Former Zelensky adviser: Ukraine 'understood' discussing Biden was condition for talking to Trump

A former adviser to Ukrainian President Volodymyr Zelensky said it was made obvious to Ukrainian officials that President TrumpDonald TrumpSouth Carolina Senate adds firing squad as alternative execution method Ex-Trump aide Pierson won't run for Dallas-area House seat House Oversight panel reissues subpoena for Trump's accounting firm MORE would communicate with them only if they agreed to discuss former Vice President Joe BidenJoe BidenIntercept bureau chief: minimum wage was not 'high priority' for Biden in COVID-19 relief South Carolina Senate adds firing squad as alternative execution method Obama alum Seth Harris to serve as Biden labor adviser: report MORE’s son Hunter Biden, ABC News reported on Wednesday.

"Ukrainian officials were asking for a meeting with Trump for along time. As I remember, it was a clear fact that Trump wants to meet only if Biden case will be included," said Serhiy Leshchenko, an anti-corruption advocate and former member of Ukraine's parliament, told ABC. "This issue was raised many times. I know that Ukrainian officials understood."

Leshchenko, however, later disputed ABC's characterization of his remarks, saying he only learned of any quid pro quo arrangement with the White House through media reports.


The White House on Wednesday released notes summarizing a call between the two leaders in which Trump encouraged Zelensky to collaborate with both his personal attorney Rudy GiulianiRudy GiulianiGiuliani again suspended from YouTube over false election claims Sacha Baron Cohen calls out 'danger of lies, hate and conspiracies' in Golden Globes speech Biden administration buys 100,000 doses of Lilly antibody drug MORE and Attorney General William BarrBill BarrMajority of Republicans say 2020 election was invalid: poll Biden administration withdraws from Connecticut transgender athlete case Justice Department renews investigation into George Floyd's death: report MORE on investigating whether Joe Biden influenced the firing of then-Prosecutor General Viktor Shokin.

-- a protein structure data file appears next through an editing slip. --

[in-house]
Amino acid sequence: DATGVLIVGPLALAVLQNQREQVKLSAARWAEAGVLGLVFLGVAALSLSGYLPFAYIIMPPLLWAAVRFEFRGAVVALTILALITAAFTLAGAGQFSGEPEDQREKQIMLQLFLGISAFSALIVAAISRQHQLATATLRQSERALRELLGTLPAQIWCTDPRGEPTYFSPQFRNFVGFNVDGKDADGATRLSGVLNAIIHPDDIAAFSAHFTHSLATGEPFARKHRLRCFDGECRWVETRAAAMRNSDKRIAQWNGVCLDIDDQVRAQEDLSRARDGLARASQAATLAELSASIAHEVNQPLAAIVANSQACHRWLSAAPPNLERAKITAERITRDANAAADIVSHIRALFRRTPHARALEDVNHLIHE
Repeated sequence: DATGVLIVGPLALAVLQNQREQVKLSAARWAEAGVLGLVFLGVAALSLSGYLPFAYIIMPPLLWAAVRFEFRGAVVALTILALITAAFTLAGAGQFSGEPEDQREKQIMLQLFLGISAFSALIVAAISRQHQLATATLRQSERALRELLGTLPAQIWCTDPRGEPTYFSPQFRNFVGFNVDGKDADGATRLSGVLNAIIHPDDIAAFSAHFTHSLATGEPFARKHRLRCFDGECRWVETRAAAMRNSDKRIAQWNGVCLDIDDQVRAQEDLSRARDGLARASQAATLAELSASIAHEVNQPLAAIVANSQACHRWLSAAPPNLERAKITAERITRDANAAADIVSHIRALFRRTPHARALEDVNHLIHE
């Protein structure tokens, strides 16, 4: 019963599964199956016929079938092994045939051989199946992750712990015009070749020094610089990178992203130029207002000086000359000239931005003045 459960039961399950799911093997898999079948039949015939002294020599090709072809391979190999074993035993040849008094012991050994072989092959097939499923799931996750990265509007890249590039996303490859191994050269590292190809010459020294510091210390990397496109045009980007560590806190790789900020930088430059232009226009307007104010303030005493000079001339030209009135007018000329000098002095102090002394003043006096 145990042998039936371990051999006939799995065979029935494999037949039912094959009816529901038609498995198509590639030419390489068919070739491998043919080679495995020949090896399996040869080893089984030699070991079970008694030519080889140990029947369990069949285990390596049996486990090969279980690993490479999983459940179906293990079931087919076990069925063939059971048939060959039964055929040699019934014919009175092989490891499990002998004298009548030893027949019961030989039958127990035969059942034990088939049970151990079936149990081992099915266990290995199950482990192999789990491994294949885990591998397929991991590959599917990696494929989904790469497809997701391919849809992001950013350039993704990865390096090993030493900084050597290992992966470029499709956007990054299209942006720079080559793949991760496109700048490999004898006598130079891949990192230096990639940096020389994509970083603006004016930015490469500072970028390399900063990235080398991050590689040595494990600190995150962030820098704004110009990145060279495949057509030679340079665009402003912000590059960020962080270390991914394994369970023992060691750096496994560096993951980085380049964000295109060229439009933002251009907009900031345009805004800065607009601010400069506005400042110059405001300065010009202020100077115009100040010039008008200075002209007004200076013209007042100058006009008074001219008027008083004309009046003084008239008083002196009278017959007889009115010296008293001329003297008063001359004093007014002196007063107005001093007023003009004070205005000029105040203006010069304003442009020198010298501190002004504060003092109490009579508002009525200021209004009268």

The call is the subject of a whistleblower complaint released to Congress on Wednesday, and it prompted House Speaker Nancy PelosiNancy PelosiBiden coronavirus relief bill tests narrow Democratic majority Some Republicans say proxy voting gives advantage to Democrats Gun violence prevention groups optimistic background check legislation can pass this Congress MORE (D-Calif.) to announce the House would begin an impeachment inquiry Tuesday.

Leshchenko told ABC News that in Ukraine, the proposed investigation was encouraged by Shokin’s successor, Yuri Lutsenko, who Leshchenko said sought out Giuliani to seek protection from the U.S. because he was concerned Zelensky would dismiss him as prosecutor general.

"We understood that he was just trying to protect his position in the new administration using this scandal," Leshchenko said. "And he put Ukraine on this battlefield."

Ukrainian Deputy Interior Minister Anton Gerashchenko told ABC that to his knowledge, no request for an investigation had been made through formal channels.

“If there will be a request from the American side, we’ll look at it,” he said.  

—Updated Friday at 11:09 a.m.